2021 Affordability Limits for Ownership and Rental Housing
Livable Communities Act Grants
What is affordable housing?
The Metropolitan Council's 2040 Housing Policy Plan
defines affordable housing as housing that is affordable to low- and moderate-income families.
Who qualifies for affordable housing?
For 2020, the affordability limit is 80% of the area median income for TBRA and 60% of the area median income for LCDA and LCDA-TOD. In 2021, the area median income (AMI) for a household of four is $104,900. For details on how this is calculated, see the History of Median Income, below.
The Council will use the following amounts as the upper limits for affordable housing in regard to the Livable Communities Act in 2021.
Annual updates of this page occur each spring dependent on timely updates of HUD data this page relies on. If you have questions about these values, please contact Hilary Lovelace firstname.lastname@example.org
Rents include tenant-paid utilities. We have not separated tenant-paid utilities from the rent value because we want to consider all housing costs to determine affordability, rather than just rent alone.
2021 Rental Housing
For owner-occupied housing, the income limit includes principal, interest, property taxes and home insurance.
- Fixed-interest, 30-year home loan
- Interest rate of 3.000%*
- A 29% housing debt-to-household income ratio
- A 3.5% down payment
- A property tax rate of 1.25% of the property sales price
- Mortgage insurance at 0.85% of unpaid principal
- $100/month for hazard insurance
2021 Home Ownership
|Household Income Level
||Affordable Home Price
|80% AMI ($79,900)
|60% AMI ($62,940)
|50% AMI ($52,450)
|30% AMI ($31,450)
Applying an interest rate of 3.000%
on a 30-year fixed-rate home loan for 2021 and other standard mortgage assumptions listed above to the 80% of AMI amount for a family of four ($79,900), yields an affordable purchase price of $316,000. With ongoing increases in HUD income limits and the recent decline in mortgage interest rates, the affordable purchase price has increased from the 2020 limit of $213,500 and the 2019 limit of $254,500.
*This is the interest rate offered in April 2021 by the Minnesota Housing Finance Agency to first-time homebuyers with no origination fee. In previous years, this number was raised slightly to reflect likely increases in interest rates over the course of the year. This year, in a time of uncertain economic recovery, we have chosen to make no modifications to the interest rate currently offered.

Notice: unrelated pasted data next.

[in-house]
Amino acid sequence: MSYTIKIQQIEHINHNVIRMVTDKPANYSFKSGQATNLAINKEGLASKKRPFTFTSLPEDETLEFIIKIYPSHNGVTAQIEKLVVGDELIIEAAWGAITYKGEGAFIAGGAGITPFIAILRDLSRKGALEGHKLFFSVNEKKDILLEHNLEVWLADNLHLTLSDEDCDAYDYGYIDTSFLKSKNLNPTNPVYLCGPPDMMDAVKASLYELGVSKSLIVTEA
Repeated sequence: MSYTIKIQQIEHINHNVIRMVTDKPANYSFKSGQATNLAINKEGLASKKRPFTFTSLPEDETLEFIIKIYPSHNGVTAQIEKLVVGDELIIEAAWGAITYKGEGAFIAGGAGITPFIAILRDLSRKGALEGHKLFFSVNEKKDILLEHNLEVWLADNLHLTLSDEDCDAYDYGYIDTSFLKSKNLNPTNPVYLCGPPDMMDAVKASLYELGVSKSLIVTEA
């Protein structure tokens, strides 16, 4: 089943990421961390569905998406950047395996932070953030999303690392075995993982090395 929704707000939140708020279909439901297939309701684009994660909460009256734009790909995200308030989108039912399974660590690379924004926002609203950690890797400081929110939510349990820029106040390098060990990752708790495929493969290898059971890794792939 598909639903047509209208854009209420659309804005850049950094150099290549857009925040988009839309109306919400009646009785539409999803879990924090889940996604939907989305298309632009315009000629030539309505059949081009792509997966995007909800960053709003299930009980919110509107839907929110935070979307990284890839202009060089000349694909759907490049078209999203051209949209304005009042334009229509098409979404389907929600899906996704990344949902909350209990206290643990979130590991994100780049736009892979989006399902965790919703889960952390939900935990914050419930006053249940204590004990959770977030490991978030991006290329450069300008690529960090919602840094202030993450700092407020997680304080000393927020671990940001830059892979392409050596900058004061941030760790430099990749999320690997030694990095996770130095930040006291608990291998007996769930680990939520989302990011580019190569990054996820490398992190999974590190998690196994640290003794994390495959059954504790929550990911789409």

History of area median income
Through 2010, the Council identified a purchase price ceiling for owner-occupied homes based on what a family of four with an income at or below 80% AMI could afford at prevailing interest rates. For affordable rental units, the limit was maximum monthly rents affordable for households at 50% AMI.
From 2011 through 2014, the Council used 60% AMI as the income limit for both rental and ownership costs.
This level was consistent with the funding criteria preference adopted by the Metropolitan Housing Implementation Group (MHIG) in 2001 and was a commonly-used threshold for affordability in federal, state, and local housing programs.
The table below lists the household incomes at previous levels of area median income, as calculated by the U.S. Department of Housing and Urban Development (HUD)
. Please note that due to constraints and adjustments used in HUD’s calculations, the income limits shown here do not necessarily equal the area median income multiplied by the given percentage.
HUD's Area Median Income for a family of four for the Minneapolis-Saint Paul-Bloomington Metropolitan Statistical Area
|Area Median Income
|80% of Area Median Income
|60% of Area Median Income
|50% of Area Median Income
|30% of Area Median Income
*The 80% of Area Median Income limit is capped at the U.S. national median family income, so this figure is less than 80% of the Minneapolis-Saint Paul-Bloomington MSA’s median family income.